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Lansing — An audit released Tuesday found that staff at a state-run psychiatric hospital in Westland are overworked, under-trained and not keeping good enough tabs on records and hundreds of missing key rings that offer access to the hospital.

A report from Auditor General Doug Ringler found the string of issues during the office’s review that ran from October 2013 through February 2017.

Among the findings, the audit noted that 52 nurses each worked more than 1,000 hours of overtime between October 2014 and September 2016.

From Sept. 25, 2016, through Dec. 3, 2016, 164 nurses worked 1,709 double shifts, according to the audit; that includes one nurse who worked 50 double shifts during that period and another who worked 43.

Michigan spent some $3 million in 2016 on overtime costs associated with the state-run Walter P. Reuther Psychiatric Hospital in Westland.

“We consider this finding to be a material condition because of the negative impact that extended work hours may have on employee fatigue, productivity or burnout,” the audit said, leveling the most serious finding that the office can make.

The audit also discovered that 470 key rings providing access to the psychiatric hospital were missing, among a host of other findings.

Less severe findings included the need to “improve controls over the electronic medical record system” to ensure that unauthorized people don’t have access to the records. Twenty-six former employees and 24 people who were active employees at the time of the audit could access the system records, although they were not authorized to do so.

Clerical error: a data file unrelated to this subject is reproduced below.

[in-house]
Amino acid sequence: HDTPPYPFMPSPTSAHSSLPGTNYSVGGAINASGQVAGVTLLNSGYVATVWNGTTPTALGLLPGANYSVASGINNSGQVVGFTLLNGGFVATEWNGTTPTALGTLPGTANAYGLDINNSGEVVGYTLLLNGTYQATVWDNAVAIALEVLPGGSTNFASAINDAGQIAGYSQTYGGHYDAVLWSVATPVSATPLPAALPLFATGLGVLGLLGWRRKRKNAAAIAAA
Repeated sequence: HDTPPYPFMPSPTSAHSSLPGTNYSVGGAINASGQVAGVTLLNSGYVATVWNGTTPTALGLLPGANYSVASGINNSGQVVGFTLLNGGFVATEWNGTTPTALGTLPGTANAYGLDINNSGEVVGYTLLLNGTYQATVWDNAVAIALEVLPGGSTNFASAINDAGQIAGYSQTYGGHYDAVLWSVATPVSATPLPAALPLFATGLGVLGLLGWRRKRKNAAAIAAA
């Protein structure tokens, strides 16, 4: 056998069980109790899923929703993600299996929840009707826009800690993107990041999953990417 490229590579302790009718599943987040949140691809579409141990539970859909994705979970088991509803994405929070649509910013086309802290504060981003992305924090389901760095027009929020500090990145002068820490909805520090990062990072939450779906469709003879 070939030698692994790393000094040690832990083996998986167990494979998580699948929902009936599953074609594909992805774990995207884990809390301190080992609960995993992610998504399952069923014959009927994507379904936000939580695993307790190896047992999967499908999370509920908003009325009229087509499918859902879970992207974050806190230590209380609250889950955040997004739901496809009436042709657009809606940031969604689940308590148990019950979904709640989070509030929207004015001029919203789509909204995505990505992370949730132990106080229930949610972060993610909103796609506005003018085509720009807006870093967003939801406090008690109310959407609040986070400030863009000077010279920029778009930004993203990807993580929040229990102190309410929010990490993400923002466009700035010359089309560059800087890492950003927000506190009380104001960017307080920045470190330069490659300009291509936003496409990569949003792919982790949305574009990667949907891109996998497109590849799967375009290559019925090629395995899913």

Meanwhile, nearly half of the hospital’s staff hadn’t been trained on handling hazardous materials or fires and another 17 percent of staff hadn’t completed first-aid training, the audit said.

The hospital agreed to retrain staff and keep better track of its records, according to the audit. Any change to its overtime procedures would require negotiations between the Office of State Employer and AFSCME, the union that negotiates labor issues on behalf of the hospital’s workers.

“While there are findings in the audit, Walter P. Reuther Psychiatric Hospital is providing appropriate inpatient psychiatric treatment services to best meet the needs of adults with severe mental illnesses while keeping those patients safe,” said Bob Wheaton, a spokesman for the Michigan Department of Health and Human Services. “Patient safety and care are the top priorities at the hospital.

He added: “The department takes audit findings seriously, and has already taken numerous steps to address issues identified in the audit. These steps are outlined in the audit.”

mgerstein@detroitnews.com

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